9. #1459
    Join Date
    Sep 2001
    Location
    The Cone of Uncertainty
    Posts
    48,601
    Why would it be there if it's not structural? It ain't like it's a feature.

    Personally I'd forget about removing that and instead just get rid of the low wall with the wood top that butts up to it. I think the whole room will be better with that gone.

  10. #1460
    Join Date
    May 2009
    Location
    inpdx
    Posts
    12,682

    Home Remodel: Do, Don'ts, Advice

    Since weíre just guessing on the internet, Iím going with not structural.

    Iím only guessing that based on it doesnít line up with the ridge. Iím thinking thereís a ridge beam up there catching the roof framing.

    (ISBMís idea of looking below is a good one)

    let us know who wins...

  11. #1461
    Join Date
    Aug 2006
    Posts
    5,587
    Quote Originally Posted by ::: ::: View Post
    Since we’re just guessing on the internet, I’m going with not structural.

    I’m only guessing that based on it doesn’t line up with the ridge. I’m thinking there’s a ridge beam up there catching the roof framing.

    (ISBM’s idea of looking below is a good one)

    let us know who wins...
    I'm going with a utility vent or run of some form. This being the second floor and not on the ridge as you mention.
    Live Free or Die

  12. #1462
    Join Date
    Sep 2006
    Location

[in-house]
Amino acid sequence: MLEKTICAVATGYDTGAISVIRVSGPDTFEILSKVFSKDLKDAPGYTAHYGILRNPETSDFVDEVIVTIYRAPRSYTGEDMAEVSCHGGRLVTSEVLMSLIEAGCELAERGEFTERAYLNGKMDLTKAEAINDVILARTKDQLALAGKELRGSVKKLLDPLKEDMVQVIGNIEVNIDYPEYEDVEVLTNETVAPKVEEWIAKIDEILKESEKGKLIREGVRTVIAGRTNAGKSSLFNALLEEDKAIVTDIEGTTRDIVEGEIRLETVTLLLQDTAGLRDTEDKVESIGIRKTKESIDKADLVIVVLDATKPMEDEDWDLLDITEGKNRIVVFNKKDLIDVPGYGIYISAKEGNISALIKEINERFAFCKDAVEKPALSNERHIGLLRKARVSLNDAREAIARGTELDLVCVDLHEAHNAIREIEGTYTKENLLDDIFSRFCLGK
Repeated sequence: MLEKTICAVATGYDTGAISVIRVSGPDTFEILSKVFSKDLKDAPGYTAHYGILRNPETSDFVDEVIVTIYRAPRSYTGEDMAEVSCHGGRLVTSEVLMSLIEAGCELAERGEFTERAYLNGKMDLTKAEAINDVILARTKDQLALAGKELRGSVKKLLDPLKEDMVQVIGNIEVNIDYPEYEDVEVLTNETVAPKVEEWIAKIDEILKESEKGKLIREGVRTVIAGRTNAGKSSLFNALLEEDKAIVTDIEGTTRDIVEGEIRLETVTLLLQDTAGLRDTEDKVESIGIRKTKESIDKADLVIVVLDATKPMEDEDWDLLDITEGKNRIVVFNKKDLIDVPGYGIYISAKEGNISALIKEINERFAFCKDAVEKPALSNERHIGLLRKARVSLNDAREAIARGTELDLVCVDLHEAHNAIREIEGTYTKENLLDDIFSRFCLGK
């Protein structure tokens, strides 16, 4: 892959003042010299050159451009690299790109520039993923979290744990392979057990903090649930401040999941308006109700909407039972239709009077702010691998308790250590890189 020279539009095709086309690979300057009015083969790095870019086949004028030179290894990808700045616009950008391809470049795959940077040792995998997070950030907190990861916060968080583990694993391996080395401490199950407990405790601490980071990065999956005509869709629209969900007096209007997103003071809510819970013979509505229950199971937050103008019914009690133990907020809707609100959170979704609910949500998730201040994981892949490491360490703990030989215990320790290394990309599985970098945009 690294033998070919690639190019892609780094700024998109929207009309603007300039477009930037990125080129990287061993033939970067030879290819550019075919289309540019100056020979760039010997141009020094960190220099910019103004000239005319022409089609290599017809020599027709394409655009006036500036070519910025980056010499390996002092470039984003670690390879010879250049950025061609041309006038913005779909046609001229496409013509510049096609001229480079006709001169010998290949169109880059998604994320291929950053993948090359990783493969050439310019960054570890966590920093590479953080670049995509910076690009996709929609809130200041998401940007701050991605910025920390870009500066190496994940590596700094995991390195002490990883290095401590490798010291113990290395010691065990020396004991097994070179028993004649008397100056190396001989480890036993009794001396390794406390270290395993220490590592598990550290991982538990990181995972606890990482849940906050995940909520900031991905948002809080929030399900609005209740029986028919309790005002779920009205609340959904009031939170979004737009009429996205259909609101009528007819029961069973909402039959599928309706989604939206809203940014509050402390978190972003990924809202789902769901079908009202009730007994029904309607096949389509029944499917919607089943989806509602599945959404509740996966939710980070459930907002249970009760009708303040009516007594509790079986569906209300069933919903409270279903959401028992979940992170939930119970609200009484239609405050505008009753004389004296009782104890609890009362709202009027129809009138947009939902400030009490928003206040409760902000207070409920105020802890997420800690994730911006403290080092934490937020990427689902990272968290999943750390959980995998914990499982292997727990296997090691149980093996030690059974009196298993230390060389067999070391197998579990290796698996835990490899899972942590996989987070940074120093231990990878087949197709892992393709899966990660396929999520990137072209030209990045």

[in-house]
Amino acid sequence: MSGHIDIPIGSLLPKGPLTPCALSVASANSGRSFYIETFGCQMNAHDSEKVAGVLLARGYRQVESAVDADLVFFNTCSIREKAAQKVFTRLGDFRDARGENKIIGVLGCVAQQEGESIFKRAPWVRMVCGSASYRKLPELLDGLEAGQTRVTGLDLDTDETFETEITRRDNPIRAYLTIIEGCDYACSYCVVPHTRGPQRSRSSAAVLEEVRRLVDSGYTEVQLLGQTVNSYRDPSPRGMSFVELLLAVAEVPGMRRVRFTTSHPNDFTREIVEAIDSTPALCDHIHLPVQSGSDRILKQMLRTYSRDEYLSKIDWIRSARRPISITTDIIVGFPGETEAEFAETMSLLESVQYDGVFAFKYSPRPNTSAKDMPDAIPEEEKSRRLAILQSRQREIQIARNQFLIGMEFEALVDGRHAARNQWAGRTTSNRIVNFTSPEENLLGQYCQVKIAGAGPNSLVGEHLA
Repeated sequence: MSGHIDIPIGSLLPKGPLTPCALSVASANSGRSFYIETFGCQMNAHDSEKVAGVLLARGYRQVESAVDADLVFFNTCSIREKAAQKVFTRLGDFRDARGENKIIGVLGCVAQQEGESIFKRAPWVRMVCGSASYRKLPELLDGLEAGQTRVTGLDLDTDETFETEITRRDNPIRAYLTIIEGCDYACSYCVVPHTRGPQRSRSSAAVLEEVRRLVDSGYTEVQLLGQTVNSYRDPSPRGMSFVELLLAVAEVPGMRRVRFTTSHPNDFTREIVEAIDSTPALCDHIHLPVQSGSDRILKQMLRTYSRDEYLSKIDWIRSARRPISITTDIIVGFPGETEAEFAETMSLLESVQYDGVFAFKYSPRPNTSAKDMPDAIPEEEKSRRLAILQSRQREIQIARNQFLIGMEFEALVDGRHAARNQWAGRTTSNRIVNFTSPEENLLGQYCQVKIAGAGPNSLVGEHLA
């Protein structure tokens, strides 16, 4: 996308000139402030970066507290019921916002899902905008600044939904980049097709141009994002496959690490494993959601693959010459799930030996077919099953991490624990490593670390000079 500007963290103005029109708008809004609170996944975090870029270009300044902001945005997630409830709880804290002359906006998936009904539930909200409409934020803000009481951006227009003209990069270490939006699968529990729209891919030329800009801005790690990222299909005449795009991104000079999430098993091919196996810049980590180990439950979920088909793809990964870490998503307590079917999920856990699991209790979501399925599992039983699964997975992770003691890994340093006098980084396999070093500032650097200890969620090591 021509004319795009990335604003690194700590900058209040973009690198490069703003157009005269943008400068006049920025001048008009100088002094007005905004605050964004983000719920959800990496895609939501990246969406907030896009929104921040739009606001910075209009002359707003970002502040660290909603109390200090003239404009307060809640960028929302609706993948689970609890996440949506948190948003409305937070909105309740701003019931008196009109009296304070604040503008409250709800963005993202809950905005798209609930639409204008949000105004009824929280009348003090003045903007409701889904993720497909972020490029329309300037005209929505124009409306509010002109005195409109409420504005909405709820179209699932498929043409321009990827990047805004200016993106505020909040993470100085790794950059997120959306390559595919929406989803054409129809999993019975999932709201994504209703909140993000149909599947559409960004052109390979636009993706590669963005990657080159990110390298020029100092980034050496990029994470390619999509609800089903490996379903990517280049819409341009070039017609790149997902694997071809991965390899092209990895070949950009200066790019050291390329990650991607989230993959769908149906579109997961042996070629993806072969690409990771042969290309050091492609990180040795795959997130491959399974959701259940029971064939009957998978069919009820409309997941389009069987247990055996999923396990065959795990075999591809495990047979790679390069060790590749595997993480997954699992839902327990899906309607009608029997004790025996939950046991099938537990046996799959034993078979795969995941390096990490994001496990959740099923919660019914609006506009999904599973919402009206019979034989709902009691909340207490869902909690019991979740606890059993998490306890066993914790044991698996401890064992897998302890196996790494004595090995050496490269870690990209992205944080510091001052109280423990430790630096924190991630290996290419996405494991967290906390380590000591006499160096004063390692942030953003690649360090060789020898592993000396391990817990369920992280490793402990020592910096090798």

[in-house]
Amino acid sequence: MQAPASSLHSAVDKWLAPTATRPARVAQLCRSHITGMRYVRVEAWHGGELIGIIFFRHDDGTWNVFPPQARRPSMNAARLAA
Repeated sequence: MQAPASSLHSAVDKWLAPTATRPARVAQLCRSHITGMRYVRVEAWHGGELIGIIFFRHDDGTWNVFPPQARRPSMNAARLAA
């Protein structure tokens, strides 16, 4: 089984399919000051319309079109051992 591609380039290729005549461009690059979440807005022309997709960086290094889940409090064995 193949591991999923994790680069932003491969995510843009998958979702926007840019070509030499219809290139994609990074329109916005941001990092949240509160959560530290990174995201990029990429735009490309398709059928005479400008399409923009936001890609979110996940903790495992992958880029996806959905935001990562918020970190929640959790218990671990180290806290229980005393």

Fraggle Rock, CO
    Posts
    5,782
    My vote is structural. Why in the hell else would am architect/designer put such a disjointed feature in that spot?
    Brandine: Now Cletus, if I catch you with pig lipstick on your collar one more time you ain't gonna be allowed to sleep in the barn no more!
    Cletus: Duly noted.

  13. #1463
    Join Date
    Aug 2006
    Posts
    5,587
    This doesn't feel like a house an architect was involved with if you ask me.
    Live Free or Die

  14. #1464
    Join Date
    Nov 2016
    Location
    SEA>DEN>Spokanistan
    Posts
    1,400

    Home Remodel: Do, Don'ts, Advice

    Thanks for the insight guys!
    I agree as well, why the heck put it there if itís not serving a function. It doesnít line up with the top ridge line making it more likely an electrical conduit or vent of some type. But could tie into a rafter/beam and be supportive.

    The plan: get up into the attic and see where it ties into the rafters possible see whatís coming out of it. Then go below and see if it lines up with a wall or some other load-bearing surface.

    Step two: remove a bit of drywall and see if itís box framed or solid.

    Agreed here, no designer was involved in this. House was built in Ď96 for a 60 year old lady who chose pink / mauve whenever possible.

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    Second question should we eliminate the 1/2 wall or make it more the height of a chair rail?